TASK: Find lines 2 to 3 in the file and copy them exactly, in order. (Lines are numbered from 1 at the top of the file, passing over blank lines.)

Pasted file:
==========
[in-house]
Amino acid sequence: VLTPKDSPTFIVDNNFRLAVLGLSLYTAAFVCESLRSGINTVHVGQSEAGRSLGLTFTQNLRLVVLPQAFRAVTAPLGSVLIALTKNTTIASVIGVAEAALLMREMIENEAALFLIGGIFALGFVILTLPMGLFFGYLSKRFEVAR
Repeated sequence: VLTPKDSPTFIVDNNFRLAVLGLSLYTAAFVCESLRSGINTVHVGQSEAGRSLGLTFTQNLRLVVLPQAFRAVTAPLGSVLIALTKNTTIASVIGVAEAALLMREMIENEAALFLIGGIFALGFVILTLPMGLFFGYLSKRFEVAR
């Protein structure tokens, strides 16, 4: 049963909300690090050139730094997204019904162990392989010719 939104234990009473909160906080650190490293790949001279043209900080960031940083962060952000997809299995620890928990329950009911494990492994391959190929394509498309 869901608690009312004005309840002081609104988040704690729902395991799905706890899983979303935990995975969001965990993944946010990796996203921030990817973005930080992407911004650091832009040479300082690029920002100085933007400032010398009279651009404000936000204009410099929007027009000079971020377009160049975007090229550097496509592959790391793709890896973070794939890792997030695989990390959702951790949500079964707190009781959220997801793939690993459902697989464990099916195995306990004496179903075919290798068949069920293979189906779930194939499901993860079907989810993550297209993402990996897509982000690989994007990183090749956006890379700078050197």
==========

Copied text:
Amino acid sequence: VLTPKDSPTFIVDNNFRLAVLGLSLYTAAFVCESLRSGINTVHVGQSEAGRSLGLTFTQNLRLVVLPQAFRAVTAPLGSVLIALTKNTTIASVIGVAEAALLMREMIENEAALFLIGGIFALGFVILTLPMGLFFGYLSKRFEVAR
Repeated sequence: VLTPKDSPTFIVDNNFRLAVLGLSLYTAAFVCESLRSGINTVHVGQSEAGRSLGLTFTQNLRLVVLPQAFRAVTAPLGSVLIALTKNTTIASVIGVAEAALLMREMIENEAALFLIGGIFALGFVILTLPMGLFFGYLSKRFEVAR